I’m a godmother. And this is legitness:
Caleb has indeed been walking around demanding we kiss his ring but no one really respects him without a twirly chair and a cat, so we are left without all the god-parenting bells and whistles to contemplate the actual spiritual guiding of a small child’s soul.
Already I am concerned on a number of levels for this kid because his parents chose us, of all people.
I know that just by saying that I’m a godparent to my Catholic nephew, I’m opening up a scandalous can of blasphemin’ worms among certain church folk. But here’s a fun thing that’s guaranteed to get me expelled from the fellowship hall forever: I don’t actually believe anything different about Jesus now than I did when I was 16 years old and eyeballs-deep in Roman Catholicism.
I loved Him then and I love Him today; I know He died for me and that apart from Him I am lost, no matter my good works and intentions. I do not know another true believer of any denomination that doesn’t grasp these basic concepts, though I do know plenty of posers in churches of all kinds.
This needs to be said: not all Christians are of the Oklahomus white evangelicalus variety.
Now, personally, I have been blessed to experience God’s undeniable power and presence within a Baptist community. For me, this environment has been spiritually conducive to the strengthening of my faith. I’ve learned so much more about the Bible, and the history of The Church, and the miracles of Jesus (both past and present), in the past ten years than I did in the first quarter of my life; I’ve been intentionally and lovingly discipled by some of the most faithful people I’ve ever had the blessing to know. I’ve been so, so grateful for the teaching and the mentorship I’ve received within the walls of my church. And I’m even more grateful for the way God continues to reveal Himself through the relationships that have developed there.
Can I admit, though, that I have attended, at times, both Catholic masses and Baptist services with the wrong heart? There have been so many Sundays where I have walked in the door of a church and walked out unchanged, or worse–hardened.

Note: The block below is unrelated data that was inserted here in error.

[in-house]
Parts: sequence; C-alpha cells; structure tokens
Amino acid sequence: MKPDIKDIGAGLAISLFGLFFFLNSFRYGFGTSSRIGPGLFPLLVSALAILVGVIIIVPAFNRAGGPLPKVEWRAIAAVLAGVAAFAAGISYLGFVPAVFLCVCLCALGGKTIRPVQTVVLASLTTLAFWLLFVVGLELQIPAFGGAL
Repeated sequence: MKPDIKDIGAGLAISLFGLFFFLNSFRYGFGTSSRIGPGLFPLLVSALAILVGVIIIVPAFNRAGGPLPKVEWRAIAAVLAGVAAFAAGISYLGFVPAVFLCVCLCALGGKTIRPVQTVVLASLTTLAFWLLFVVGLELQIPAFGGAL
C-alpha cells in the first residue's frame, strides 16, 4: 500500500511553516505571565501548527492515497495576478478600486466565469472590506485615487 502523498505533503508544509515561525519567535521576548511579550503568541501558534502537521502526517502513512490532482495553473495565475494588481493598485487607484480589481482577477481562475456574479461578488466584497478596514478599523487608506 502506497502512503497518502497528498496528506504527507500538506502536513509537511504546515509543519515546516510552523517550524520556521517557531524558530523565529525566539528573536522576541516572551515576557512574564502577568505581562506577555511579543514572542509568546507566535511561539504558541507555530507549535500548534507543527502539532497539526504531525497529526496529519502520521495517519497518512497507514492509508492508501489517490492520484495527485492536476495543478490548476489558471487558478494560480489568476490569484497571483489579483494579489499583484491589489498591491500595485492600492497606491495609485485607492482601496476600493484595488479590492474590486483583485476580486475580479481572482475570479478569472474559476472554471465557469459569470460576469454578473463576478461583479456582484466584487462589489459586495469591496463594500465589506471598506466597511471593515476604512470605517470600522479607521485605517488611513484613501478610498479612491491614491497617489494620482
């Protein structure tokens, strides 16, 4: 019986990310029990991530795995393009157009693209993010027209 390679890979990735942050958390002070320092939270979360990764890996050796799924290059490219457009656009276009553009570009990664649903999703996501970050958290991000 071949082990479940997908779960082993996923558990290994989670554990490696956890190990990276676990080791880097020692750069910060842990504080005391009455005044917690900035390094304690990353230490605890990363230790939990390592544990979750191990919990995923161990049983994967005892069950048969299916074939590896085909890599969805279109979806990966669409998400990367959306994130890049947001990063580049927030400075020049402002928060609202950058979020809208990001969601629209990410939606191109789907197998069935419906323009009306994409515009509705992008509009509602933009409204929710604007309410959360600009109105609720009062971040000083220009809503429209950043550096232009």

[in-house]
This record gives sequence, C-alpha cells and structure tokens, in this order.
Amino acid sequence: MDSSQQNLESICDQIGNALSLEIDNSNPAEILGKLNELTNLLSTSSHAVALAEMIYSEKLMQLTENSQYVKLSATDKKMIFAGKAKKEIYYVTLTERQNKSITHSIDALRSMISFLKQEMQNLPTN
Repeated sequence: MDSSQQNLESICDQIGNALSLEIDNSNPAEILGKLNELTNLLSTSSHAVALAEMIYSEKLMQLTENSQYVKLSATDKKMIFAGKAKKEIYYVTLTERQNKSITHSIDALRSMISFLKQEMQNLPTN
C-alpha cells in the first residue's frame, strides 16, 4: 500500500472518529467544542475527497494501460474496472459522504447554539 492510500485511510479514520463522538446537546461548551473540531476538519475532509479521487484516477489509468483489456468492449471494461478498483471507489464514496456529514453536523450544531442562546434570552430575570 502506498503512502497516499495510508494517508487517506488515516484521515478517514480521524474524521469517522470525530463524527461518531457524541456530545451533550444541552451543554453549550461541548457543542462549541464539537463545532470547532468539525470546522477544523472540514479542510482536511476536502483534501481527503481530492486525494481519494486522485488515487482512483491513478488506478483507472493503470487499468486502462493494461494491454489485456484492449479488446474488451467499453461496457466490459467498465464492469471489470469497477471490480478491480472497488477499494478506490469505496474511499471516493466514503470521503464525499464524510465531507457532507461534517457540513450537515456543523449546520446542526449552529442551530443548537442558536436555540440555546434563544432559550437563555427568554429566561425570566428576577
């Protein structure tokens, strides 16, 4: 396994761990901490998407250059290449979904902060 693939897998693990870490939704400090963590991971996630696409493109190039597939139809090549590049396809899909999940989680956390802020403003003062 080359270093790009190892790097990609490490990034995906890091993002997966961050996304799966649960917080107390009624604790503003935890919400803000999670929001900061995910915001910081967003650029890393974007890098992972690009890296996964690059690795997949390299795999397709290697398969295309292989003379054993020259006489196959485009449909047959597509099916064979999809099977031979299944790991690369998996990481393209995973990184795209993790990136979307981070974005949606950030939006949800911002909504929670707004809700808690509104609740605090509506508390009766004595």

Because it is not Southern Baptist theology that saves me, any more than Catholicism did not. It isn’t any pastor or priest or Sunday school teacher or small groups’ leader that determines whether or not I am in right-standing with God; it is Jesus and Jesus alone that saves me, day in and day out, in this world and in the next.
Jesus, only Jesus.
At the end of the day, when all the books have been read and the verses have been memorized, the sacraments have been received and the people have prayed and the casseroles done been ate…I hope I am filled with a love for Jesus rather than a love for the comfort of what I’m used to.
I hope I am filled with an excitement for Jesus Himself rather than chasing a spiritual high through the next novel idea or latest book.
I hope I help people in my community to discover a love for Him and for His church (you know, the big fat bride of Christ that spans the globe, faithfully worshiping in their own unique but God-honoring, Christ-exalting way.)
I hope that I seek to see people as God sees them–I hope my heart breaks over their pain and leaps with their joy.
I hope I can communicate even a small fraction of how much He loves them.
I hope my sweet nephew grows up in the sort of faith-nurturing environment I’ve been able to experience. I hope we are both forever learning lessons of love. I hope God inspires him and guides him and builds him, and I hope I can be a worthy part of his journey.
Happy…Baptism(?) Little Easton. Here’s to the beginning of a life marked with the love of Christ. May God bless you and keep you.